What you need to know to play poker the omaha hold’em way

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A couple of years ago poker players loved Texas Hold’em, particularly No Limit Texas Hold’em. Things have changed, however, and right now one of the most popular games is Omaha Poker.

What is Omaha?

Omaha Hold’em is in many ways very similar to the still popular Texas Hold’em. It is also played with a standard deck comprising 52 card, and normally between 2 and 11 players participate in the game.

This version is generally referred to as ‘Omaha High’. There is also a high-low version of the same game known as ‘Omaha Hi-Lo’.

Similar to a variety of other poker games, the purpose of Omaha Hold’em is to walk away with the pot, i.e. the pool of money bet by all the various players during the course of the game.

Differences between Omaha Hold’em and Texas Hold’em

The biggest difference between the two games is that in Omaha Hold’em every player is dealt four hole cards instead of the two of Texas Hold’em.

The second major difference is that in Omaha Hold’em players have to use two of the four cards they were dealt plus three out of the 5 community cards when building their winning hand.

Omaha hold’em rules

Although Omaha hold’em rules are similar to many other poker games, they are not the same – and to be successful players need to acquaint themselves with the differences.

The initial setup. After being dealt four hole cards face down, betting then continues clockwise around the table, beginning with the player that is ‘under the gun’ – i.e. clockwise from the big blind.

Pre-Flop. Once players have seen their hole cards, the player to the left of the big blind can play his or her hand by calling/raising the big blind. This player can either call, fold or raise.

Betting proceeds round after round until all active players who haven’t folded have placed the same bets in the pot.

The Flop. After the end of the first round, the ‘flop’ is placed face-up on the table. This represents the first three community cards all active players can use.

Play then proceeds with the first active player, again going clockwise from the button.

The Turn. After the flop round, it’s time for the ‘turn’ to be dealt face-up. This becomes the fourth community card. Once again play continues with the first active player to the button’s left.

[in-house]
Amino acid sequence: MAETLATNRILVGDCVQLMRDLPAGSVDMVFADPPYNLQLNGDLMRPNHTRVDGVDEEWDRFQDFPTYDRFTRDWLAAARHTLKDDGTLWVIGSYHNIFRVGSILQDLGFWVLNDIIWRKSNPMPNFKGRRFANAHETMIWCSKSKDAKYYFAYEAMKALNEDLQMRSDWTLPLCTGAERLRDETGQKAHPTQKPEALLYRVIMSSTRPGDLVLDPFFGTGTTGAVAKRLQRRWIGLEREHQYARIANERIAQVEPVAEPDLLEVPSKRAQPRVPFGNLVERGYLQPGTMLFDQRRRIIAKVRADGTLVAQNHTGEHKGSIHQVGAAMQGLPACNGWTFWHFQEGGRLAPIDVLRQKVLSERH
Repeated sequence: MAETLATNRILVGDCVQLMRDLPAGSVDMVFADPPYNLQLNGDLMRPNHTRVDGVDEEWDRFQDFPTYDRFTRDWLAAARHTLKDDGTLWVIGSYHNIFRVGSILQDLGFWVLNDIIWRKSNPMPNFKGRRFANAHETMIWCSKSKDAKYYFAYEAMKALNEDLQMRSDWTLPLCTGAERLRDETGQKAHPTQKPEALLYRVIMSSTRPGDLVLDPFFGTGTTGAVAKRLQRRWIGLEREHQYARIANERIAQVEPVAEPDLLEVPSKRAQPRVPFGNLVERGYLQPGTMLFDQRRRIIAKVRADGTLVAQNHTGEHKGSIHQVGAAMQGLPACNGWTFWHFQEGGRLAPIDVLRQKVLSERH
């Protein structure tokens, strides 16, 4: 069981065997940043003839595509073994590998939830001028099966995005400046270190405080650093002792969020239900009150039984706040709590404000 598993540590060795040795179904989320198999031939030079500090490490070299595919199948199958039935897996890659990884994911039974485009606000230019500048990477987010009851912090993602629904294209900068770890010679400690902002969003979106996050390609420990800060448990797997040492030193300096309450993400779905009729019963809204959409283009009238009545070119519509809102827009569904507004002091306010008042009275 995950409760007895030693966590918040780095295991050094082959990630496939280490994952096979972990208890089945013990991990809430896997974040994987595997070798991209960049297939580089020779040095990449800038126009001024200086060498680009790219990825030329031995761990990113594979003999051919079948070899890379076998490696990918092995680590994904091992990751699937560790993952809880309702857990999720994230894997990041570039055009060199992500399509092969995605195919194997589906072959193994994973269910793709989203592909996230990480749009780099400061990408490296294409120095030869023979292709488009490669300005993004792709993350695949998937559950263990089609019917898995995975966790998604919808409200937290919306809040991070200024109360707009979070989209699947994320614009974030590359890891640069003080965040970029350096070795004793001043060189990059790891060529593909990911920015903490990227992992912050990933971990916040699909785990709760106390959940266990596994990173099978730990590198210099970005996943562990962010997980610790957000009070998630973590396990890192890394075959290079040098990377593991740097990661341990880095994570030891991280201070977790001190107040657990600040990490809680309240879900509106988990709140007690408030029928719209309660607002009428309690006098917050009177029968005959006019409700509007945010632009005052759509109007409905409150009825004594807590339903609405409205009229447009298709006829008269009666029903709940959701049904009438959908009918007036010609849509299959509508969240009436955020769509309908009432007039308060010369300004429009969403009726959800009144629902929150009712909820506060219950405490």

The River. After betting for the turn round ends, it’s time for the ‘river’, which is again placed face-up on the board. This is the fifth and last community card, and it launches the final round of betting, once again starting clockwise from the button.

The Showdown. Should there be more than one player left after the end of the final betting round, the last player to raise or bet reveals his/her cards. If there wasn’t any bets on the final round, the player to the left of the button shows his or her cards first.

The one with the top five-card hand walks away with the pot. If there are identical hands, the pot is split between the winning players.

Omaha hold’em tips

Raising. Avoid raising from early positions such as UTG – rather try to do this from AAXX double suited or even better.

Best hands only. From the first round play only the best hands. You simply can’t succeed in this game by playing mediocre hands.

Paying to draw. It’s better not to pay to draw anything lower than the nut hand. With so many cards out there that can be used against you, it’s simply very likely that another player might be drawing to the nuts.

Bluffing. Since Omaha concentrates so much on the nuts, it can be quite easy to bluff. In this game there is a wider range of hands to represent, and players have more semi-bluffs at their disposal. The better one gets at Omaha, the easier it will become to pick out opportunities and risks.

Play tight. Many new players see potential where there is none. You might be starting with four cards, and if the flop turns out exactly right you could make a fairly decent hand, but remember than PLO pots are not won by ‘decent hands’.

Avoid trap hands. Hands such as four running connectors and two small pairs have huge ‘negative implied odds’ against them, so they are likely to lose big pots and only win small ones.

Bankroll. The variance in Omaha Hold’em is incredibly large and players need a sufficiently large bankroll to prevent going broke.

Folding. The last of our Omaha Hold’em tips is certainly not the least: players should be prepared to fold to play this game profitably, and sometimes make large laydowns.